Master classes, meal kits and must-make recipes — all available online
Online content has expanded amid the coronavirus pandemic and with Seoul back under Level 2 social distancing guidelines, people are heading online for cultural content from both home and abroad.
The Hong Kong Tourism Board is doing its best to keep global attention on Hong Kong and has joined hands with numerous food and wine experts that enjoy global popularity for this year's Wine and Dine Festival, which will run until Dec. 15.
Since international travel for leisure isn’t widely available, the festival has moved online and has seen participation from big names like wine critic James Suckling and chef Vicky Cheng of Michelin-starred VEA.
Master classes are streamed live in which culinary talents hold demonstrations and sommeliers give tips on. Experts in other areas have also gone online to share their thoughts on sake, whiskey, and cocktails as well as other things trending in Hong Kong.
On Saturday, the lineup will feature women who are paving their way in the culinary industry. Shirley Kwok of The Cakery, which specializes in vegan treats, sake sommelier Jamie Lo and wine expert Sarah Heller are just some of the female talents sharing their experiences.
The team at Hansik Goo in Hong Kong, which serves casual-style Korean food, will also give a talk on Nov. 29. It is the sister restaurant of Seoul’s Mingles, which has two Michelin stars and serves modern Korean food.
If you miss the livestream, there's no need to fret as all programs will be available online to rewatch until the festival ends.
Go to winedinefestival.discoverhongkong.com/eng to get more information about the festival and schedules of available programs. There will be a total of 34 master classes.
If all these master classes inspire you, but you can't be bothered sourcing lengthy lists of ingredients, try getting your hands on a unique meal kit that can be delivered directly to your door.
The Korea Foundation’s Asean Culture House is crowdfunding for five different meal kits until Dec. 11, to cater to those craving the cuisines of the Asean member nations.
Thai pad thai, Vietnamese beef stew, or bo kho, cha gio, or fried spring roll, Thai fish cake, or tod mun pla, and Filipino noodles, or pansit bihon, are the five dishes that have been made into special meal kits.
Each package includes all the ingredients you'll need, as well as a recipe card with a QR code. When you scan the code, you will be connected to a video of a person who moved to Korea from the country of the recipe you're following and they will demonstrate how to follow the recipe.
The crowdfunding not only provides locals with more authentic flavors from Asean countries but also helps those who immigrated to better settle in Korea.
To get more information about the meal kits, go to Wadiz at https://bit.ly/34ZrBKp to bid. The cheapest option is priced at 37,500 won ($34).
Some online content focusing on Korean cuisine comes from the Cultural Corps of Korean Buddhism which has prepared a series of videos and posts to share during “2020 Korean Temple Food Week,” from Nov. 23.
Through its website and Instagram accounts, available in both Korean and English, the organizer shares recipes that are easy to follow at home with seasonal ingredients widely available at any market in Korea.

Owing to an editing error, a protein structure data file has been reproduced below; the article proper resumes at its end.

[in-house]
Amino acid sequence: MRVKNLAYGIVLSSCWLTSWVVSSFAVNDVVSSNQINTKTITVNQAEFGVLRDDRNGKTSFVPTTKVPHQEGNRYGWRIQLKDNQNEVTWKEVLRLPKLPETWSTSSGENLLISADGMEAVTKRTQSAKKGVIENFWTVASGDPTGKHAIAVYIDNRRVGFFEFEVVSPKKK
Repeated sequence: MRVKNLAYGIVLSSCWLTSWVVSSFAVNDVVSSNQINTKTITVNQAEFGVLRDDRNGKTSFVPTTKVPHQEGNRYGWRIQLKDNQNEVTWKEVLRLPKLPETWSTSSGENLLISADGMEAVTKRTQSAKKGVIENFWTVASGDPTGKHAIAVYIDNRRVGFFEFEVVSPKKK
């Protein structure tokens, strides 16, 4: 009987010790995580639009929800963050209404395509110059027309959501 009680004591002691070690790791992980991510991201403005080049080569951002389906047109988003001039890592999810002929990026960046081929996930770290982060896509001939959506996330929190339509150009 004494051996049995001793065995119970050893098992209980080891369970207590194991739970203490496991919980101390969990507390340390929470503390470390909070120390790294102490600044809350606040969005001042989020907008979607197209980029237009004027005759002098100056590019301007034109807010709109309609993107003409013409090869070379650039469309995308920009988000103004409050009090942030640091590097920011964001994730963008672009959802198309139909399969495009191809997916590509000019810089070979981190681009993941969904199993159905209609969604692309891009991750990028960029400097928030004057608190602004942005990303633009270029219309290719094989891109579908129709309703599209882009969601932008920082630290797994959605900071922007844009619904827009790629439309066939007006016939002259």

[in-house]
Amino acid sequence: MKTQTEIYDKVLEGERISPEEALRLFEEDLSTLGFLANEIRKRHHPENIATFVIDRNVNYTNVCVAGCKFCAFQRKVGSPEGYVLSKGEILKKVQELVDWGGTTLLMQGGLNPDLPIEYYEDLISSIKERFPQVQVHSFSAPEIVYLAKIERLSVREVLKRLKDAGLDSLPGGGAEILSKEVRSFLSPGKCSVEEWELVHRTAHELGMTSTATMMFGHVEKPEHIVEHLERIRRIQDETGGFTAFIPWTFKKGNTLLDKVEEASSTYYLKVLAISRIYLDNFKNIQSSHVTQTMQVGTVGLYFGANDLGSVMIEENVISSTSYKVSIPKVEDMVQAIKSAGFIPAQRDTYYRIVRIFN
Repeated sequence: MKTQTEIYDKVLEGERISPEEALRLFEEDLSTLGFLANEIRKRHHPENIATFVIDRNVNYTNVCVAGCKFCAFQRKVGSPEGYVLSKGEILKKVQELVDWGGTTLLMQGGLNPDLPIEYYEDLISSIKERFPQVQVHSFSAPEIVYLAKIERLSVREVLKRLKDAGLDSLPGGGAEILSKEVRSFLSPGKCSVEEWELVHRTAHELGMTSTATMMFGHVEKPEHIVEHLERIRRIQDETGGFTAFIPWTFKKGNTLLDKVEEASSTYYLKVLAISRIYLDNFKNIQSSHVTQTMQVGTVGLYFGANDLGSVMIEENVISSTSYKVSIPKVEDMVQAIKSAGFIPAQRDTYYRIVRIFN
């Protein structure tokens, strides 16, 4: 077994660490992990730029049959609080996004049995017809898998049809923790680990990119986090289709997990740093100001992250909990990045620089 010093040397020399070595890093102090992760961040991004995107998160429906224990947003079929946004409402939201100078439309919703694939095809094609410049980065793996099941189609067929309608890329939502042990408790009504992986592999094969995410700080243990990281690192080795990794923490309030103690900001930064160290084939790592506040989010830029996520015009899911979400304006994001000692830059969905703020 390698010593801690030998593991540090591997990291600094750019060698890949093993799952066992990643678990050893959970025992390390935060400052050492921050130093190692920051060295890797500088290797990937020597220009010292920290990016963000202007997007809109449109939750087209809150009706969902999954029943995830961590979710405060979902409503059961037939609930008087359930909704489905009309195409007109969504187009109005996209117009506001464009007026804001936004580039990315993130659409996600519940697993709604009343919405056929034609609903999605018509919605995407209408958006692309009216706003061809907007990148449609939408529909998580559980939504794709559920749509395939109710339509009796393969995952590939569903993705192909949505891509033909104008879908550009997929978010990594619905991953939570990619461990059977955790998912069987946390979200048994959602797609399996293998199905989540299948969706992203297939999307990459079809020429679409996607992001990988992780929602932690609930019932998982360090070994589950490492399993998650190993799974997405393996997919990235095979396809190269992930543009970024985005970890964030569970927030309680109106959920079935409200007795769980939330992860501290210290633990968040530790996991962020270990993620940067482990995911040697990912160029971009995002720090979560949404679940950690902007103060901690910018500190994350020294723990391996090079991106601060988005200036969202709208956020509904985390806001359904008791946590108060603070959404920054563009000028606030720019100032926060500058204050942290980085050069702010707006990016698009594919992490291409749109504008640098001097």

“Social and cultural environments are largely changing and online activities are becoming more common,” said Wonkyung Sunim, or Monk Wonkyung, the head of the Cultural Corps of Korean Buddhism.
“We will continue to take to new platforms that fit such changes and share the value temple food has with people in Korea and across the world.”
Jeongkwan Sunim, who became known across the world thanks to her appearance on an episode of Netflix's series “Chef’s Table” in 2017, explained more about the particular food widely enjoyed at temples and among monks, and demonstrated how to cook some alongside veteran chef Cho Hee-sook of Hansikgonggan as well as food commentator and chef Park Joon-woo in a video posted online earlier this week.
Cho, who was named Asia’s Best Female Chef for 2020 in February as part of the annual Asia’s 50 Best Restaurants’ celebration, won the Michelin Guide Seoul's “Mentor Chef Award” earlier this month.
“We take food ingredients as something alive, so I cut cabbages with my hands instead of cutting them with a knife,” said Jeongkwan Sunim during her video on how to make cabbage soup.
Videos on how to make grain syrup to sweeten food and vegetable stock to add depth of flavor have also been posted. A video on temple-style marinade to make kimchi will go online Friday. Videos are only available in Korean.
For more information, visit www.koreatemplefood.com/event/en or go to @k_templefood_eng on Instagram for details in English, and @korean_templefood in Korean.
If you need a break from online content, head to Gimpo International Airport, no passport needed.
The so-called Healing Cube shows scenes of Korea’s 14 cultural heritage spots recognized by Unesco through LED screens. The area is put together by the Korea Cultural Heritage Foundation as well as the Cultural Heritage Administration of Korea and will be available until Dec. 8.
Even without wearing any virtual reality devices, visitors can feel like they are having a virtual experience. Tongdo Temple in South Gyeongsang’s Yangsan and the volcanic caves of Jeju Island are some of the spots available to view on multiple screens.
The Healing Cube is set up in two spots at the airport on the departure floor, one in the east waiting area and one in the west. For more information about the exhibit, go to www.chf.or.kr or call (02) 566-6300.
BY LEE SUN-MIN [firstname.lastname@example.org]
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